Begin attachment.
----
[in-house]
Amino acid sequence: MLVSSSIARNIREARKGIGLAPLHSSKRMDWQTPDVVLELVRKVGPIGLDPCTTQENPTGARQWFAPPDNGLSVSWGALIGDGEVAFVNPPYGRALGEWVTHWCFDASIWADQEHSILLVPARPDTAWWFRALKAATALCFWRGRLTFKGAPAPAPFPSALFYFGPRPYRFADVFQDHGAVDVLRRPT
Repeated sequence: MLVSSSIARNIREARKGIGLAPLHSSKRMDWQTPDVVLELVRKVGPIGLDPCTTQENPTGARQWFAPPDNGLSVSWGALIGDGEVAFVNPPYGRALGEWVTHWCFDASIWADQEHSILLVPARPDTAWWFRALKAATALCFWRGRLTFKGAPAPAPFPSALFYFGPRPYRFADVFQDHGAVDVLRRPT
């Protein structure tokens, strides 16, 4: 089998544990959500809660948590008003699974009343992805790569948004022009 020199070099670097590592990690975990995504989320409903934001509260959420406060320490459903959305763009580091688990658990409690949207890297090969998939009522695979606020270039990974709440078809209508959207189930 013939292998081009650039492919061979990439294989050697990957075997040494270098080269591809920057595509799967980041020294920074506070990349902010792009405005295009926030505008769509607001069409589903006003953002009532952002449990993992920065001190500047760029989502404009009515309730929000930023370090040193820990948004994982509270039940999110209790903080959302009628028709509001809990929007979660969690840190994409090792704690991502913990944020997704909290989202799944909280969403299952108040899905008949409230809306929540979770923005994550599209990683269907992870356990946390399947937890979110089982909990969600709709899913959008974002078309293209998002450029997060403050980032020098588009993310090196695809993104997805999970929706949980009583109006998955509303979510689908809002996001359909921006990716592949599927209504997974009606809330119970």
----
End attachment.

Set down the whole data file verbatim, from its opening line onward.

[in-house]
Amino acid sequence: MLVSSSIARNIREARKGIGLAPLHSSKRMDWQTPDVVLELVRKVGPIGLDPCTTQENPTGARQWFAPPDNGLSVSWGALIGDGEVAFVNPPYGRALGEWVTHWCFDASIWADQEHSILLVPARPDTAWWFRALKAATALCFWRGRLTFKGAPAPAPFPSALFYFGPRPYRFADVFQDHGAVDVLRRPT
Repeated sequence: MLVSSSIARNIREARKGIGLAPLHSSKRMDWQTPDVVLELVRKVGPIGLDPCTTQENPTGARQWFAPPDNGLSVSWGALIGDGEVAFVNPPYGRALGEWVTHWCFDASIWADQEHSILLVPARPDTAWWFRALKAATALCFWRGRLTFKGAPAPAPFPSALFYFGPRPYRFADVFQDHGAVDVLRRPT
């Protein structure tokens, strides 16, 4: 089998544990959500809660948590008003699974009343992805790569948004022009 020199070099670097590592990690975990995504989320409903934001509260959420406060320490459903959305763009580091688990658990409690949207890297090969998939009522695979606020270039990974709440078809209508959207189930 013939292998081009650039492919061979990439294989050697990957075997040494270098080269591809920057595509799967980041020294920074506070990349902010792009405005295009926030505008769509607001069409589903006003953002009532952002449990993992920065001190500047760029989502404009009515309730929000930023370090040193820990948004994982509270039940999110209790903080959302009628028709509001809990929007979660969690840190994409090792704690991502913990944020997704909290989202799944909280969403299952108040899905008949409230809306929540979770923005994550599209990683269907992870356990946390399947937890979110089982909990969600709709899913959008974002078309293209998002450029997060403050980032020098588009993310090196695809993104997805999970929706949980009583109006998955509303979510689908809002996001359909921006990716592949599927209504997974009606809330119970």